Arizona, as she was last week, is right in Alex’s corner. But she’s none too pleased that he turned down her surgery for a bowel resection. Someone should tell Arizona that Alex doesn’t like patients who make him feel mushy inside. But why is Arizona having mini-sleep episodes? Since it serves no other purpose in the scene, I can only imagine that we’ll be seeing more of Dr. Sleepy in sweeps week. Instead she thinks that he wanted to go for the easier procedure, because apparently word has gotten around that the residents have all made a bet on surgical outcomes. Hospitals really are a microcosm of society, see.
News alert: people can now talk on cell phones in the hospital. I thought there was a danger of lighting oxygen tanks or interfering with heart-monitoring telemetry, but maybe it was all bullhockey. Anyway, Grey consults with her patient after his wife wrangles the kids on the phone, and they’re on the same page with her until she mentions it’s her first aneurysm clip. And out from the shadows, a.k.a. Derek’s natural state, comes Dr. Shepherd to relay that Grey is the best and they’re going to be fine. Does he really feel that way? If not, when did he get good with lying to patients? Out in the hall, Meredith thanks him for his support and asks if he’s heard from the social worker. No, so it doesn’t look good for us, he says. The question comes up: If they don’t get baby Zola back, will they stay together as a couple? Naturally, Derek punts the question and grumbles away down the hall.
The surgeries proceed differently than we might expect: Arizona so unsettles Dr. Avery about fixing the baby’s cleft palate that he backs down from even performing the surgery himself, and McSteamy steps in. Yang gets moved onto an appendectomy by Teddy, who really wants her to get back to basics before tackling anything glorious like a 7-hour mitral valve replacement. Unfortunately, neither of them can remember what to do once the infected appendix is ready to cut. Good thing there’s a nurse on hand to lay out the steps for them and relay their failure to the rest of the hospital staff. Karev’s bowel resection goes horribly, because there is no bowel left to save, so he has to close up and tell the patient’s brother that septic shock will soon take over. As for Grey’s aneurysm? Clipped and contained, but not before an in-OR fight with Derek about which clip to use. And whereas Derek has in the past started a kumbaya applause line for his fifth-year surgeons, this time the clapping begins from everyone else in the OR, with Shephard putting his hands together maybe three times at the end. So Karev would have won the ignoble skills training award except for the fact that Avery didn’t even press a 10-blade to skin. So Avery will get all of the skills labs work for the month.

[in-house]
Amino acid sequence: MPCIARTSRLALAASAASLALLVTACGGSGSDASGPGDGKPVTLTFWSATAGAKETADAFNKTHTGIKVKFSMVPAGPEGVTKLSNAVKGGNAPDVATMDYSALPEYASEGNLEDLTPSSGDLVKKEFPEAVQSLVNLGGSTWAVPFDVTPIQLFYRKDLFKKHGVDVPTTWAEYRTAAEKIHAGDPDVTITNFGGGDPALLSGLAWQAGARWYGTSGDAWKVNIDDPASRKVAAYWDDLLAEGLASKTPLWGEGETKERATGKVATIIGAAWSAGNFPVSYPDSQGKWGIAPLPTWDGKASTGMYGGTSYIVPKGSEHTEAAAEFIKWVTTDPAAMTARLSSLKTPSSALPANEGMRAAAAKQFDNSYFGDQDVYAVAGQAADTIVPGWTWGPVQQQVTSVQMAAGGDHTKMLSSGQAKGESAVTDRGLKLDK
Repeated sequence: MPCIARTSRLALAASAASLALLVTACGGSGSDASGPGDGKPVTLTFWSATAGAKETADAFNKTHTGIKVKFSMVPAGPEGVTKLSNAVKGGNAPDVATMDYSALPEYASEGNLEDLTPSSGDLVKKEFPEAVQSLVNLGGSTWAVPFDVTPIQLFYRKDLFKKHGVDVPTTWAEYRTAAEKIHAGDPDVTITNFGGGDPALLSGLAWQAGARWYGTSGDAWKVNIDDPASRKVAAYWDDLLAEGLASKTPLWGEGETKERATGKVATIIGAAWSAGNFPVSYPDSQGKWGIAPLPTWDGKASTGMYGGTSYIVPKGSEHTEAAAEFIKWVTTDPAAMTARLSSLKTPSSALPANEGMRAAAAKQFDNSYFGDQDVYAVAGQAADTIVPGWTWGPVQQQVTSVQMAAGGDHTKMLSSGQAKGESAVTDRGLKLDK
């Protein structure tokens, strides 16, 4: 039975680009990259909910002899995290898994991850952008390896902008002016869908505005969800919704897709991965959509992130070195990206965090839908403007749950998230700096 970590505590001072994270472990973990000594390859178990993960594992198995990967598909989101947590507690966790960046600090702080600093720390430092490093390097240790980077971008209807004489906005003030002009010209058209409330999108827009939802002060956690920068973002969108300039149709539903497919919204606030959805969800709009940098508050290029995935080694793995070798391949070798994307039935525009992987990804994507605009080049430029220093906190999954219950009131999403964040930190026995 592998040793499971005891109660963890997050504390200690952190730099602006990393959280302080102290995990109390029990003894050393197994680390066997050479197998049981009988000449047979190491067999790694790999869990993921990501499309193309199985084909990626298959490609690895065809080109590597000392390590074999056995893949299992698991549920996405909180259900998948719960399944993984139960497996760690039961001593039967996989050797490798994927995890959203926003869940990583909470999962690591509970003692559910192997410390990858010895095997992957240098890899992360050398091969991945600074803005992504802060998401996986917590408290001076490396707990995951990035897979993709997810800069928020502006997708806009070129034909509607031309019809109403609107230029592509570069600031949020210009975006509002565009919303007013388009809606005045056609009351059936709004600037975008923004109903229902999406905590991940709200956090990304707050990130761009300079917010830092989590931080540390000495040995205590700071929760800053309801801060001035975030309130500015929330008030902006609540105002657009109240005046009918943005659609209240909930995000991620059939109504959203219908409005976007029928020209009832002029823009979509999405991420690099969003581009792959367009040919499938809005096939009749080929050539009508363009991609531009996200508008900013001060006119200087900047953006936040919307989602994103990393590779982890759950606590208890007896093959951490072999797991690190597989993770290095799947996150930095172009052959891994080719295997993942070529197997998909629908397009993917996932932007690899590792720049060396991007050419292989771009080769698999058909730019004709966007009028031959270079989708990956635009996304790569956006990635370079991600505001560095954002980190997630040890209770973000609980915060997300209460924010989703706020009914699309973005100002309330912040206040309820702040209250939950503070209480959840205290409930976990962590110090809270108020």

The good news on Yang getting stuck with a shorter surgery is that she and Owen finally have a chance to move past the awkwardness of her reproductive choice, back at home, over celebratory Chinese food. I love how we’ve only seen any of these people cook a meal half a dozen times in the whole series, and usually for some holiday.
Speaking of feeling better, Callie is on hand to tell April that being chief resident sucks, and sometimes people don’t get any better at it. She’s always got the realistic, depressing angle on things. But wow, woman can sing. Maybe she should have sung the bad news to Kepner.
Dr. Bailey’s flying sharp weapons continue, as she asks Dr. Hunt when exactly she will be getting her call sheet from him. He clearly fears Bailey, as he should. Later, when he asks if she’s angry at him, she gives him another dose of her serious hostility, and keeps a straight face when she says she’s not angry at him. It takes a quiet elevator and Dr. Webber to get her to admit that she is pissed. He explains: I appreciate what Meredith did for Adele, and I want to have more time with her while it can still be quality time. Why hasn’t everyone figured this out? Why is it easier to just be angry at Meredith? Okay, Bailey says. But it’s going to take me a while. Maybe Eli could help her with that, I wonder.
Back at Mer-Der’s no longer shared residence, Derek finally opens his douchey perfect mouth and admits that he can’t trust Meredith. She asks again if they should stay together. Why is she asking? Don’t you have your own opinion, Grey? She crosses her arms and asks why he’s staying.
“Because of that,” he says, pointing like he’s the key witness in a murder trial. The damn Post-It! He made a commitment, see. I read that Mexico City is considering fixed-term marriage licenses. I don’t suppose Shepherd would want to go for one of those. No, he’d rather stay married and embittered.
Trust issues what they are, Mer-Der agrees not to work together anymore. So there’s no sense here that Derek is damaging Meredith’s career after she damaged his? But they think they should raise a child together?
I might call that social worker myself, and I know she doesn’t even exist.